Tribute to Juanita Morrow Nelson – August 17, 1923 – March 9, 2015 – By Brayton Shanley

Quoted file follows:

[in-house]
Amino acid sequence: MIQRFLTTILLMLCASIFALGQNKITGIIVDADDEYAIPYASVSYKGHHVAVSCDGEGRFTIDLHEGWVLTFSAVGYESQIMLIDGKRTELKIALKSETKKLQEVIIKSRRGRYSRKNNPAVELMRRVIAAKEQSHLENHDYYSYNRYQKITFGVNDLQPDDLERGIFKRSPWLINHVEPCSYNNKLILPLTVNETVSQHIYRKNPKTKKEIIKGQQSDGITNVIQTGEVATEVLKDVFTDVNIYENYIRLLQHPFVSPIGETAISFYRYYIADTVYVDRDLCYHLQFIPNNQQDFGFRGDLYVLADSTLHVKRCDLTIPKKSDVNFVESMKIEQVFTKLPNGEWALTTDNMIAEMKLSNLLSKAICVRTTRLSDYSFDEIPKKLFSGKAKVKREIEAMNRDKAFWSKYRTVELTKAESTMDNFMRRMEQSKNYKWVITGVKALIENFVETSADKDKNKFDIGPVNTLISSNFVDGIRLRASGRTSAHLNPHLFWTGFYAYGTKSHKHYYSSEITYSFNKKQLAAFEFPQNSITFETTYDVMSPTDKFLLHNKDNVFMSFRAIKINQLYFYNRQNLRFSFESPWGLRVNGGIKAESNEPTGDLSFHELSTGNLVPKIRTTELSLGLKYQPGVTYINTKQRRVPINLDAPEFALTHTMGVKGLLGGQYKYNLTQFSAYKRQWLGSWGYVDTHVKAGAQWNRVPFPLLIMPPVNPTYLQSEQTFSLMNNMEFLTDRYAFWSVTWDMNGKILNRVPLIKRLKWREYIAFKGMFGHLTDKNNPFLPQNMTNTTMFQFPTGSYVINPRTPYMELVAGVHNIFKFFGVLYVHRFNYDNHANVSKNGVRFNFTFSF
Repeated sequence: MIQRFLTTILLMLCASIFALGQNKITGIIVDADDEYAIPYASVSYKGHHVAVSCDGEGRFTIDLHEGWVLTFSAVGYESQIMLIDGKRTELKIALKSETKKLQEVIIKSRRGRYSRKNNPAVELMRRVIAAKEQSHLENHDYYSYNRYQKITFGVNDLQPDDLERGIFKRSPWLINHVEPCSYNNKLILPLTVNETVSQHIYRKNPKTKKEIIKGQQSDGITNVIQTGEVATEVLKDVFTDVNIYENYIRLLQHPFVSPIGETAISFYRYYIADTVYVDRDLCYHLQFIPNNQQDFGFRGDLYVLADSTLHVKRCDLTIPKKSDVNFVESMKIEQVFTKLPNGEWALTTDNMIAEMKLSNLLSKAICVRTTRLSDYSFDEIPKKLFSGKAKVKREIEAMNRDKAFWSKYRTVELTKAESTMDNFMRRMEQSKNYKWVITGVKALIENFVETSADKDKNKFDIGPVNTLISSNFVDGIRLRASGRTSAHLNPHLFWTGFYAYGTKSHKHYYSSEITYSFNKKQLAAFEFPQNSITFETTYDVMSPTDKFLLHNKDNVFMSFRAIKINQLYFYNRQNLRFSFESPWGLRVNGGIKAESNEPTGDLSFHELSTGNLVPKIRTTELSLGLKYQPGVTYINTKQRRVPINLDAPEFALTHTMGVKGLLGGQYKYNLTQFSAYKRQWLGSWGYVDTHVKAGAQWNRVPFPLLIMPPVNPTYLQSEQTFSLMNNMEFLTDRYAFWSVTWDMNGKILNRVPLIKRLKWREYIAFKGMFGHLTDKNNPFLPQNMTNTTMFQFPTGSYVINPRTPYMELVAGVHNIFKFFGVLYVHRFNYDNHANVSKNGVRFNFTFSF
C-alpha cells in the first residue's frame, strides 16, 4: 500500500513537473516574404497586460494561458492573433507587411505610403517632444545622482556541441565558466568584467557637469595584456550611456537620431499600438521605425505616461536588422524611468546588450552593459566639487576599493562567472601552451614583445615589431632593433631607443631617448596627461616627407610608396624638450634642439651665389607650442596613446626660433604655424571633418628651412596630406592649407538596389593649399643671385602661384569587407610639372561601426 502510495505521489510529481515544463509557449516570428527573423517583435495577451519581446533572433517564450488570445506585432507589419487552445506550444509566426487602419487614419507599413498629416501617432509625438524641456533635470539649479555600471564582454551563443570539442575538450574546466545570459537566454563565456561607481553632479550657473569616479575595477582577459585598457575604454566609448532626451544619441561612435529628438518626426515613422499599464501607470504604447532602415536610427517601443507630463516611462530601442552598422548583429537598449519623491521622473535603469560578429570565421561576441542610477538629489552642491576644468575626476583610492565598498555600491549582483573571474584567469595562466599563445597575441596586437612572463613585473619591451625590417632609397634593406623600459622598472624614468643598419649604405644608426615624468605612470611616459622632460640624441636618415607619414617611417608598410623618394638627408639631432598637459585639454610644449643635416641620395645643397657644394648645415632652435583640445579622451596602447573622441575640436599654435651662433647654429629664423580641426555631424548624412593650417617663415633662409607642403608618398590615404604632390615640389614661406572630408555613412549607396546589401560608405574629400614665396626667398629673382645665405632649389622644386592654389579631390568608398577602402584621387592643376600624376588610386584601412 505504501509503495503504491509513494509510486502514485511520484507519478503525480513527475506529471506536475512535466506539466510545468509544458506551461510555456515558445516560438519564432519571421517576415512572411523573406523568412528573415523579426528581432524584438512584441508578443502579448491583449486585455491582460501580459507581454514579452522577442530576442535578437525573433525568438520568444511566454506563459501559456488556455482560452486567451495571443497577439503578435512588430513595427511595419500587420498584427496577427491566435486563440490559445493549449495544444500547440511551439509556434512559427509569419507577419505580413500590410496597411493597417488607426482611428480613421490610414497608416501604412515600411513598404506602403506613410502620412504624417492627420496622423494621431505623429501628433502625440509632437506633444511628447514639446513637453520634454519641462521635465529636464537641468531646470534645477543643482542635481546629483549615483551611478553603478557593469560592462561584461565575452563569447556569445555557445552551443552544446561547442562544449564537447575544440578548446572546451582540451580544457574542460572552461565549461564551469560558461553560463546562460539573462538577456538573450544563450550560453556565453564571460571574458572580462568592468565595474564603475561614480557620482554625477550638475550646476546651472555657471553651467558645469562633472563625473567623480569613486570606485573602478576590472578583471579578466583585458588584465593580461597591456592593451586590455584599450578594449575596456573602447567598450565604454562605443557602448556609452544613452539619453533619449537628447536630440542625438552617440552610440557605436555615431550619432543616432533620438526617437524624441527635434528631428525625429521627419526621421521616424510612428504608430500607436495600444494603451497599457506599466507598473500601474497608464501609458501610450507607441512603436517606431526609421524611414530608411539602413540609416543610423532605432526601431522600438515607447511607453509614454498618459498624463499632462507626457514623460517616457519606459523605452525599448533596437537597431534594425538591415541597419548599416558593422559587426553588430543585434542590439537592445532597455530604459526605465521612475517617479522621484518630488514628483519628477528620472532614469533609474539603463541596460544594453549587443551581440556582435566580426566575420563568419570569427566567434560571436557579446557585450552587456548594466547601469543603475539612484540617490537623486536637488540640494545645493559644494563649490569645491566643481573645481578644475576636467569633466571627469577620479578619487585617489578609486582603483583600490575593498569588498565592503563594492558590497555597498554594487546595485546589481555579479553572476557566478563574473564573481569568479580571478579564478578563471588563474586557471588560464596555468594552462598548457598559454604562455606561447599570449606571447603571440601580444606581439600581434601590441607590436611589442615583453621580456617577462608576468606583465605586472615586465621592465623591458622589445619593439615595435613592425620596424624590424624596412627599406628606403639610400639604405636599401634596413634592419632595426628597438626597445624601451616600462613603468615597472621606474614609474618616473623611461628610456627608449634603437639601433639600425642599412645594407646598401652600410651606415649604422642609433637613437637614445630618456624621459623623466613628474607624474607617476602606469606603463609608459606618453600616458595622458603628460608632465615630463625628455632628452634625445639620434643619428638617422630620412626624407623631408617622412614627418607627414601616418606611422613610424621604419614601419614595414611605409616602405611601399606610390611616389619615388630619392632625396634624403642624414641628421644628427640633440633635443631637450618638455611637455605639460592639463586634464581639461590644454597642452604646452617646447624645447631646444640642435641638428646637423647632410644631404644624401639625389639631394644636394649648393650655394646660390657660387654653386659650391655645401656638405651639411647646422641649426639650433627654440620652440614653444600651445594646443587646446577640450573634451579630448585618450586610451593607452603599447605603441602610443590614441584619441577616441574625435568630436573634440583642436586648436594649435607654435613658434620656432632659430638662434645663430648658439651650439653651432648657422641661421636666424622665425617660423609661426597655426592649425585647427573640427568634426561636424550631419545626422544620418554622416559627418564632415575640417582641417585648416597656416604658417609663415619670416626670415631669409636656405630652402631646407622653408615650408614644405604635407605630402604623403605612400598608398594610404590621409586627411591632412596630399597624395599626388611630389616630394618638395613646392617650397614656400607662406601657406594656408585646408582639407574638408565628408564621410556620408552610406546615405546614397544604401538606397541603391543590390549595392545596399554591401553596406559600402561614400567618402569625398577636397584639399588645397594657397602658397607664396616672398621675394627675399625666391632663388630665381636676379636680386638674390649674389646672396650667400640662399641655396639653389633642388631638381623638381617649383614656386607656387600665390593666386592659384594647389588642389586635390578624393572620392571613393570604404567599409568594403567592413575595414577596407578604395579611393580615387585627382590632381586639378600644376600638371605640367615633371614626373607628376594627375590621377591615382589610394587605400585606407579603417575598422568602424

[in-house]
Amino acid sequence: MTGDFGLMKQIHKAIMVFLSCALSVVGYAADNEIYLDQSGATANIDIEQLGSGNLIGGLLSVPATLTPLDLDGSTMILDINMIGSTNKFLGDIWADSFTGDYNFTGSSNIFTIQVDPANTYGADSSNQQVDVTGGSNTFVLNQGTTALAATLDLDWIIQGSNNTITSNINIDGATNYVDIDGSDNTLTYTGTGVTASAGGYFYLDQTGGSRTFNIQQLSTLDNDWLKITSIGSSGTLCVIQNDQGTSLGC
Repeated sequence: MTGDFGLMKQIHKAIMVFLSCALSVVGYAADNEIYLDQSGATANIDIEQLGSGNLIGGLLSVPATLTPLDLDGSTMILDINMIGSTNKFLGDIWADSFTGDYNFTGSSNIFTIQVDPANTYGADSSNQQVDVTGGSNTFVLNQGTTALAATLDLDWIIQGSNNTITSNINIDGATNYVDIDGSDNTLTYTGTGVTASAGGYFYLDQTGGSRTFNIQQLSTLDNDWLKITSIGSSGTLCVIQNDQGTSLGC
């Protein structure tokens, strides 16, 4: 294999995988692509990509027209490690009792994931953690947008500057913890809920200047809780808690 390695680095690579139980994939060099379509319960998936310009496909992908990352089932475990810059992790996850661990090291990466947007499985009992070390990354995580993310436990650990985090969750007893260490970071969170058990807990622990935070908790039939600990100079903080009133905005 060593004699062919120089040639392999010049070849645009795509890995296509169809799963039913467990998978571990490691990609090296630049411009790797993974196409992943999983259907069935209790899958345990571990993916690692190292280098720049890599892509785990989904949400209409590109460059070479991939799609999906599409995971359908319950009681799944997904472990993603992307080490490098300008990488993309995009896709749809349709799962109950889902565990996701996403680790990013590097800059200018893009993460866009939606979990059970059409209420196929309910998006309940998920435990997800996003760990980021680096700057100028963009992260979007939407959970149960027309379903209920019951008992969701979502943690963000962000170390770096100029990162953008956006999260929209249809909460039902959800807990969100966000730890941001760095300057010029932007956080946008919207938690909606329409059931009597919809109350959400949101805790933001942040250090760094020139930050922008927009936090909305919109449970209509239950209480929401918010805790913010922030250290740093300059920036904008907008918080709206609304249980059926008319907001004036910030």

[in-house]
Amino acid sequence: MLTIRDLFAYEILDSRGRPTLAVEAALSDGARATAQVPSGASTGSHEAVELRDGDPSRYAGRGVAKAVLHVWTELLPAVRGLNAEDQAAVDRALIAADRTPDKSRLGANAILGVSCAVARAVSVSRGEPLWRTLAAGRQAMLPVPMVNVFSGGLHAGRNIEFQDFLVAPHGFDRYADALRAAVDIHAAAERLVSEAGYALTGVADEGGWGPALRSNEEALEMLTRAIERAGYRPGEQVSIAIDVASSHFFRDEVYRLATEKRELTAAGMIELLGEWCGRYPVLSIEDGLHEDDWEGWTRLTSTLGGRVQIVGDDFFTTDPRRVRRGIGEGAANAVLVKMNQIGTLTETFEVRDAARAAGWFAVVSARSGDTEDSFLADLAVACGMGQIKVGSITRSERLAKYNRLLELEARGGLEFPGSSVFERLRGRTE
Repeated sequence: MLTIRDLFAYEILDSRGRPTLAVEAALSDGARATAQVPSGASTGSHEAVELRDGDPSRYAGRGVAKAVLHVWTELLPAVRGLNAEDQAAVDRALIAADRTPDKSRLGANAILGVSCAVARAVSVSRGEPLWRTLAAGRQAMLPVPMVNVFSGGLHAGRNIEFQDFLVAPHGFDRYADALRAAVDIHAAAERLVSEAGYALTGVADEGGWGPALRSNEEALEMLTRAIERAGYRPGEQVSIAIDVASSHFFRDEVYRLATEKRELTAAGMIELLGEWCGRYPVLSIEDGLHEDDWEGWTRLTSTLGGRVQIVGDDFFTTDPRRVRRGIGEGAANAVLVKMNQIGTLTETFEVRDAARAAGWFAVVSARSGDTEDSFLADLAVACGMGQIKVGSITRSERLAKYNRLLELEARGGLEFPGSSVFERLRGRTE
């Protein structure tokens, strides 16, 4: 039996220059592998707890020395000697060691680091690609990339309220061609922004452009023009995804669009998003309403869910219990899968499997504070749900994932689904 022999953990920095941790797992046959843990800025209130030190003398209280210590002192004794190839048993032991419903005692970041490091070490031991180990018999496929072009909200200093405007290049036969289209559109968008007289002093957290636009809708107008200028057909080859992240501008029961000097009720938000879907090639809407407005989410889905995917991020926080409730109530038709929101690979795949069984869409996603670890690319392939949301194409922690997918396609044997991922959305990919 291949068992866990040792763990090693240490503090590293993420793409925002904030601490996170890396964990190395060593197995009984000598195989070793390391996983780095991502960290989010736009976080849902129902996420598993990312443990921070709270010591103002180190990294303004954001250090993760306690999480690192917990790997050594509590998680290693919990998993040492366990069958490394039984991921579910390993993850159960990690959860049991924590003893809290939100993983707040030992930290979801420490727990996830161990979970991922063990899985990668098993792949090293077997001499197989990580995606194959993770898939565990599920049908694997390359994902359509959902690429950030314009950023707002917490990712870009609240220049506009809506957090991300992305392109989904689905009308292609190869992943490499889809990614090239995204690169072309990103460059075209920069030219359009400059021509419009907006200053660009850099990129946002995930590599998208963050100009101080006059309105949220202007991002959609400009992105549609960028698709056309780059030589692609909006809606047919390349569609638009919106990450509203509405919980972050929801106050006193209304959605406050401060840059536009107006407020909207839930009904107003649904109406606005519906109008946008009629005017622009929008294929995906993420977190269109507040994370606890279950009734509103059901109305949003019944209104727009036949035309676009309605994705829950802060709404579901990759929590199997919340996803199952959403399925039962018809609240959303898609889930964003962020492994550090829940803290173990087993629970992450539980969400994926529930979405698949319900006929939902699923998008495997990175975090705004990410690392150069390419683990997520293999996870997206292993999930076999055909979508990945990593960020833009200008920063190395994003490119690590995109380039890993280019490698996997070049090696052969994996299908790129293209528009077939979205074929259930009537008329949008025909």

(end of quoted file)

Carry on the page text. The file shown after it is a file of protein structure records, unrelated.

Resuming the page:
I do not remember the first time that I met Juanita Nelson and her husband Wally.  In the world of peacemaking, the names and tax refusal actions of these most tenacious, nonviolent warriors just always seemed to be around.  Wally died in 2002 and Juanita just passed last March after 91 remarkable years.Juanita Nelson We invited Juanita to speak at Agape’s opening in Hardwick in 1989.  It was then that I would hear Juanita’s deepest, most repeated mantra:  “Nonviolence isn’t the protest I just attended or the leaflet I wrote up.  It is not the arrest for trespassing; neither is it the book I just wrote on peace.  Nonviolence is how I live my life every day.”  She would always lament to Suzanne and me:  “We have all these social problems; all this violence and economic injustice and all most folks want to do is to talk about it.  They don’t want to change anything, change themselves.  Just talkin’ doesn’t change anything.” Wally and Juanita lived in the most modest of cabins—no electricity or running water, wood heat, replete with Hampden County’s only certified “Outhouse.”  They lived the sparsest life I have ever witnessed, living, as they said, on a couple of thousand bucks a year.  Every once in a while, we would receive a $40 check from these, the “poorest” people we knew.  A note would accompany the check: “We just gave a presentation on nonviolent living and tax resistance at a local high school.  You need this more than we do.”  Like Helen and Scott Nearing, their financial goal was to learn to live on less and less need for money and all the addictions that money can buy. This attitude toward money was their most remarkable trait. Juanita grew up in poverty. Wally was from a share-cropper family in Arkansas. They ended up living the most radically simple life within a community of left-leaning “overeducated” white folks half their age. They were a modern day model, of sorts, of St Francis, who warned; “we do not own anything for if we owned things we would need law and violence to protect them.” As mostly white people of advantage, those of us who gathered around Wally and Juanita were led with a feisty moral vision, even though they both fiercely insisted they were entirely “color-blind.”  I would have to say that after being around them for 25 years I did, somehow, forget that they were “black”.  Their message to us?  Comfortable lives of material advantage will inevitably create violence.  In all of the many presentations I heard over the years, their underlying passion was to unpack and deliver a coherent case for an ascetic simplicity. Juanita’s favorite analysis was explaining her view of the meaning of an “energy slave.”  She would say “How many people working at a poverty wage does it take to make your life in the US comfortable?  It takes five “energy slaves” working full time for a month to ensure that you kitchen light will turn on when you flip the switch.” She risked repeating herself:  “The poor suffer terribly in beast of burden work so that we can have our labor-saving devices.” This woman was not what we would call a “saint”.  She was not a Christian, not religious or spiritual.  “I’m not agin’ it,” she would say.  “I’m just not for it.”  She once confided in me:  “I just don’t know.” She was, however, a prophet.  Her life and words pulsated with truth, and like the Hebrew prophets, she was not afraid of offending anyone. Juanita would regularly attend and present at our annual Agape Francis Day weekends.  Bobbi Louton, a young white Africaner from South African , was giving a presentation on one of those Francis Days and conjectured that she thought that “nonviolence would not work in South Africa.”  Juanita raised her hand and with great forcefulness countered:  “Nonviolence isn’t something you don’t do because you don’t think it will work in this or that situation.  Nonviolence is something you do because it is right.  It is the truth.” I remember back to 2002 just after Wally died and we were at the Peace Abbey in Sherborn.  His ashes were to be buried there, along with many other contemporary peacemakers such as Dave Dellinger and Tom Lewis.  After a sharing of memories of Wally and the burial ceremony of his ashes, we gathered for dinner and conversation.  I shared with the group the Pete Seeger Vietnam era song, “Bring ‘Em Home.”  The theme of this anti-war anthem is: “If we really love our land, we will bring our soldiers home.”  Let’s support our soldiers by getting them out of the war zone.  Everyone was overjoyed at the song and the strong anti-war message.  “I’m not sure I go along with your song, Brayton,” Juanita remarked.  “My problem is I don’t want to have to bring these soldiers home because I don’t want to send them to war in the first place.”  This was classic “Nita”.  Preventative medicine.  We should end war by never starting it.  That was why Juanita didn’t want to pay for war.  All this wrongdoing needs our consent and money.  The same principle applied to the poor as far as she was concerned. “If we had more justice we would need less charity,” she was famous for snapping.  Her edgy prophetic truth once again. Because Wally and Juanita lived on so little financially and materially, they needed to work hard with their hands and wits.  Juanita and I always had a favorite topic to discuss: “how’s your garden?” she would excitedly ask every growing season. She and Wally worked a good-sized garden, and even after Wally died, Juanita supported herself with sales of her produce the local Farmer’s Market.  I remember Wally saying to me: “When we protest war taxes in front of the IRS, passersby never tell Juanita and I to ‘get a job’.  They know that we are farmers.” For the past two years Juanita grew frail from declining health and memory loss.  She was living with Randy Kehler, Betsy Corner and Kip Moeller in their Colrain home. Randy and Betsy having been the impetus for Wally and Juanita’s move from New Mexico back in the 70’s.  These two couples forged a vibrant relationship around tax refusal and noncooperation, resulting in the seizure of the Kehler/Corner home by the IRS and which made national headlines and became the subject of a film entitled: “Act of Conscience” (Turning Tide Productions, 1997). The second to last conversation I had with Juanita was in response to her repeated query:  “And how are you doing?”  I shared honestly that though the community “business” was booming at Agape, it was becoming more and more challenging for Suzanne and me to keep up with all of the demands at Agape.  “We’re not getting any younger, Juanita,” I commented playfully.  Her response:  “Oh, you’re not gonna get old.” Even with her sketchy memory and frail demeanor she delivered this “fact” to me with her signature force of absolute conviction.  It was her final summary statement to me that was elemental, basic, Juanita, preposterous, funny, yet challenging. Because I was in the habit of taking this woman dead on serious, I took this advice as her last advisory proclamation. “Oh just live nonviolence flat out and don’t be ‘gettin old.’” It was a beautiful, last “one to one.” Juanita’s memory continued to fail, but she always rallied with a periodic, philosophical zinger.  After a great afternoon together of speaking Spanish, telling jokes and singing Christian hymns, I went to say goodbye to this precious friend.  “Keep the faith,” I said to Juanita, with a wave of goodbye.  Juanita responded: “I’ll have to get some first.”   Feisty to the bitter end. Little did she know how much “faith” she truly lived, how much faith this so-called atheist communicated to me as a person committed to Christianity and its practice. Three years ago Juanita ceremoniously planted a “Berry Beautiful” bush to remember Wally Nelson and all Tax Resisters at a St Francis Day. Soon after, a very severe ice storm damaged the plant, seemingly, beyond repair. A month ago, I found it reborn, greening and growing tall. So, Juanita lives on as a bold and joyful truth.  This five foot woman was one of the “largest” people I have ever known.  Christian mystics often say that you grow in faith the more human you become.  Juanita, like no other, showed me the creative power and beauty of what it means to be a true human being.  An avatar of the way of truth and love, she will continue to live inside of me.